BUFFALO (NY) WKBW — The heartbroken mother of the 16-month-old boy, who died by suffocation in 2015 at the HighPointe on Michigan Health Care Facility, is sharing her story.
"It hurts...it hurts," declared Latifa Johnson, Buffalo mother.
New York’s Attorney General has reached a Medicaid settlement that will see Kaleida Health pay a half-million dollars in restitution.
It has also added staff and increased supervision on the pediatric floor. But the baby’s mother has filed a lawsuit against Kaleida.
“And he wasn't getting the care that they told me he was receiving, and it hurts,” said Johnson.
Johnson’s 16-month old son Jameir Ben was transferred from Women and Children’s Hospital to HighPointe in the winter of 2015 to avoid cold and flu season, but he would never come home.
Jameir was a triplet, born premature. He suffered complications and was on a feeding tube.
33 days after he was admitted to HighPointe, he suffocated after being left alone while on a feeding-tub in a highchair.
“It’s a tragedy to me that my son had to be the example for them to do the right thing. It's a real tragedy, but I am hoping and praying that no other family will ever have to go through this situation,” Johnson remarked.
The attorney for Johnson says HighPointe's pediatric floor was not staffed properly and didn’t use a monitoring system that would have notify the nursing staff the baby was in distress.
“I think it's clear from the findings that day after day, they found insufficient care and that continued. Fortunately, now they've tried to put a system in place and have agreed to put a system in place - where hopefully that daily care improves,” explained Mike Scinta, attorney with Brown Chiari.
Scinta represents Johnson in her lawsuit. The AG’s report says the infant could not hold his head up without artificial support and did not have the ability to clear his throat or call for help.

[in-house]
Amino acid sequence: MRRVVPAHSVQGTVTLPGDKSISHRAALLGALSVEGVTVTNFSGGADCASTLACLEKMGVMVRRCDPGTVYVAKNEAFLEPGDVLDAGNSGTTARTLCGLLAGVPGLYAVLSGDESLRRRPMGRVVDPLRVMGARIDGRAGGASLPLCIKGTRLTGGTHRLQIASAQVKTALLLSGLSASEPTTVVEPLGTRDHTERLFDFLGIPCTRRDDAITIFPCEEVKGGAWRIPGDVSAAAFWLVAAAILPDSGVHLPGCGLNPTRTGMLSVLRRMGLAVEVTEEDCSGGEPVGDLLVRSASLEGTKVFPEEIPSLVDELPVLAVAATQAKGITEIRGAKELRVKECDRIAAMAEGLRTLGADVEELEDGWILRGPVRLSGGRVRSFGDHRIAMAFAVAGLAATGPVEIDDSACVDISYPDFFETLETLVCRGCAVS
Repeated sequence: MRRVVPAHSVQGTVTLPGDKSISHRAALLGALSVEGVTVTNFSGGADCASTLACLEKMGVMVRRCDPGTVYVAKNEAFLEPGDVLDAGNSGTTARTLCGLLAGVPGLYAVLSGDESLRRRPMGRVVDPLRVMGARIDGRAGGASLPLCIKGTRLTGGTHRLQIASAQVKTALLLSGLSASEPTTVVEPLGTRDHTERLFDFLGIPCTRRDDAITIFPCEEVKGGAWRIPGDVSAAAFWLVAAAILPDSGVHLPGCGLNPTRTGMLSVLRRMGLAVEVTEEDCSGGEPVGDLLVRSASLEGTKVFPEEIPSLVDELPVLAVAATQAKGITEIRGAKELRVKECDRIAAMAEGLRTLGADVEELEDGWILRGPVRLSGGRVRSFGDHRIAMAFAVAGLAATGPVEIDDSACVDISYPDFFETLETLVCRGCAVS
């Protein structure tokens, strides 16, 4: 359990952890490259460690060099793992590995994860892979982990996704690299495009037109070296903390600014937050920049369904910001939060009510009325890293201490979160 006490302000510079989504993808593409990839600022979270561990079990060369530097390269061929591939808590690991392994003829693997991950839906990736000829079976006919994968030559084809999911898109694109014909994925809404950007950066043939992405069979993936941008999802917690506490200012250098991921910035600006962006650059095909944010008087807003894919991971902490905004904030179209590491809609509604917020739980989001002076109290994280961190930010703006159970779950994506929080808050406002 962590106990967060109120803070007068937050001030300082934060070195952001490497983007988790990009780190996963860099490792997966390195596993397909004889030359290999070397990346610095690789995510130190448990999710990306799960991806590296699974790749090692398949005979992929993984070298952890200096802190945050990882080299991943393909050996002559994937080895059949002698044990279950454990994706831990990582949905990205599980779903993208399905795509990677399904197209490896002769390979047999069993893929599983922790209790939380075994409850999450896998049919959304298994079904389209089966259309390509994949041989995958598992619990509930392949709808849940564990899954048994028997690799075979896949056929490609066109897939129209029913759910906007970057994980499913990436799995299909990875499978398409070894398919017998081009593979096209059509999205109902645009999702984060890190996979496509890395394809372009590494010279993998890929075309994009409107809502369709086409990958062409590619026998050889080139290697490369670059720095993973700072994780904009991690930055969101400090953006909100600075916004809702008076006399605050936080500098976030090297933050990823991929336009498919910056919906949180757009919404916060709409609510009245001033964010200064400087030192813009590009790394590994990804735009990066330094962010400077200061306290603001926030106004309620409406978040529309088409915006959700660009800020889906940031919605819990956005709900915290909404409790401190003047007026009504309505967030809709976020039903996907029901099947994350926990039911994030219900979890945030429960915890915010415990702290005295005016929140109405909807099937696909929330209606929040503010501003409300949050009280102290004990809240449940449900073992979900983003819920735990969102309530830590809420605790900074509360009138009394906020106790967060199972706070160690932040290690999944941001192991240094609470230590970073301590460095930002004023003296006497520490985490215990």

“I hope that they really care. I hope that the people who work on the unit actually takes their time with these babies and gives them the care they need,” Johnson said.
Kaleida released a statement Tuesday in response to the Medicaid settlement saying in part “safe and reliable care is at the core of all that we do."
Johnson’s case is expected to go to trial sometime early next year.
The suit seeks damages for the suffering the infant sustained and punitive damages for conduct at Highpointe.
Johnson said her baby spent half of his short life hospitalized due to complications as a preemie. She said when he first arrived at Highpointe the staff was very nice and had gifts for her baby.
Her attorney also noted there is a 67-second surveillance video of the facility area where the child was located, but Johnson tells 7 Eyewitness News she doesn’t want to watch the video.
Johnson offers advice to other parents who have an ill child that is hospitalized. She suggests you visit every day.
“If you can’t make it, have a family member make it – every single day – that would be the best advice I have,” Johnson stated.
As for the two sisters born triplets with their brother, Johnson says the loss of her son has been difficult for both girls who are now six years old. She takes them to visit his grave-site.
“They miss their brother every single day – every single day there’s not a day that goes by that my babies don’t mention their brother and they really don’t understand where their brother is. They know he’s in heaven, but they think that one day he can come home, so it’s going to take a couple of years for them to understand,” Johnson replied.